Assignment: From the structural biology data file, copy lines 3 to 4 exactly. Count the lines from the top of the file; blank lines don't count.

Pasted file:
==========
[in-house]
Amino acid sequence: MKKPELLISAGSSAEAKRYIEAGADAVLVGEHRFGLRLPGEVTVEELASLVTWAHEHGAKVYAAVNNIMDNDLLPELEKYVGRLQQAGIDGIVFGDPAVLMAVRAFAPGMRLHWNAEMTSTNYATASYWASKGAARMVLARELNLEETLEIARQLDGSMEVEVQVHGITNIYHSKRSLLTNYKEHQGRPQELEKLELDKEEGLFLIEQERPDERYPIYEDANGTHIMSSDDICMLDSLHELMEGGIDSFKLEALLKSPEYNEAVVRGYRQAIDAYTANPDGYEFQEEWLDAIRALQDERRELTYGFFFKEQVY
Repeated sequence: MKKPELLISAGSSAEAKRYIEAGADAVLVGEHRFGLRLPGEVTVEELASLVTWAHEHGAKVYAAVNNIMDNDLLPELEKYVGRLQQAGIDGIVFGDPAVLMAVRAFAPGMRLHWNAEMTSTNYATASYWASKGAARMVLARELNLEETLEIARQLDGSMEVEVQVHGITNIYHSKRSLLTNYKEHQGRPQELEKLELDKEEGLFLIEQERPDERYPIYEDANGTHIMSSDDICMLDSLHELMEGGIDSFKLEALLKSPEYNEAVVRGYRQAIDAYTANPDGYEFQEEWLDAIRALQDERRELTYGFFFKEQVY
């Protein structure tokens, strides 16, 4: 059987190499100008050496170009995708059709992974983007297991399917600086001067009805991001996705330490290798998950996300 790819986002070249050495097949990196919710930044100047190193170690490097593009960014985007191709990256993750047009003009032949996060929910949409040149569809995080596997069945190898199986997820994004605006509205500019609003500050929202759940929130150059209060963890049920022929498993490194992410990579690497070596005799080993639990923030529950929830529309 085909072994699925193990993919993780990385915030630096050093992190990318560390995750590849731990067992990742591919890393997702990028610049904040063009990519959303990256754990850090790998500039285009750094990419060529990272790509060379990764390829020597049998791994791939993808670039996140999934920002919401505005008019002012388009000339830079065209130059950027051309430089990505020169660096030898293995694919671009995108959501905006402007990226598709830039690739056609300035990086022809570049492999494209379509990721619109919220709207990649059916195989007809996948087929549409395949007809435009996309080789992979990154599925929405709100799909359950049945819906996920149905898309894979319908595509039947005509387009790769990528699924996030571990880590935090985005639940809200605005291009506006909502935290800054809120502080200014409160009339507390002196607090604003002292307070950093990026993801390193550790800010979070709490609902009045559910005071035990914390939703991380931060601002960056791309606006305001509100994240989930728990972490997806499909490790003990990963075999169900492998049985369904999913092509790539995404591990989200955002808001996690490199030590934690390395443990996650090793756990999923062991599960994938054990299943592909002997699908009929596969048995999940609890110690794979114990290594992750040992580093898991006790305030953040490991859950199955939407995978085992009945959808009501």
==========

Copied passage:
Repeated sequence: MKKPELLISAGSSAEAKRYIEAGADAVLVGEHRFGLRLPGEVTVEELASLVTWAHEHGAKVYAAVNNIMDNDLLPELEKYVGRLQQAGIDGIVFGDPAVLMAVRAFAPGMRLHWNAEMTSTNYATASYWASKGAARMVLARELNLEETLEIARQLDGSMEVEVQVHGITNIYHSKRSLLTNYKEHQGRPQELEKLELDKEEGLFLIEQERPDERYPIYEDANGTHIMSSDDICMLDSLHELMEGGIDSFKLEALLKSPEYNEAVVRGYRQAIDAYTANPDGYEFQEEWLDAIRALQDERRELTYGFFFKEQVY
């Protein structure tokens, strides 16, 4: 059987190499100008050496170009995708059709992974983007297991399917600086001067009805991001996705330490290798998950996300 790819986002070249050495097949990196919710930044100047190193170690490097593009960014985007191709990256993750047009003009032949996060929910949409040149569809995080596997069945190898199986997820994004605006509205500019609003500050929202759940929130150059209060963890049920022929498993490194992410990579690497070596005799080993639990923030529950929830529309 085909072994699925193990993919993780990385915030630096050093992190990318560390995750590849731990067992990742591919890393997702990028610049904040063009990519959303990256754990850090790998500039285009750094990419060529990272790509060379990764390829020597049998791994791939993808670039996140999934920002919401505005008019002012388009000339830079065209130059950027051309430089990505020169660096030898293995694919671009995108959501905006402007990226598709830039690739056609300035990086022809570049492999494209379509990721619109919220709207990649059916195989007809996948087929549409395949007809435009996309080789992979990154599925929405709100799909359950049945819906996920149905898309894979319908595509039947005509387009790769990528699924996030571990880590935090985005639940809200605005291009506006909502935290800054809120502080200014409160009339507390002196607090604003002292307070950093990026993801390193550790800010979070709490609902009045559910005071035990914390939703991380931060601002960056791309606006305001509100994240989930728990972490997806499909490790003990990963075999169900492998049985369904999913092509790539995404591990989200955002808001996690490199030590934690390395443990996650090793756990999923062991599960994938054990299943592909002997699908009929596969048995999940609890110690794979114990290594992750040992580093898991006790305030953040490991859950199955939407995978085992009945959808009501």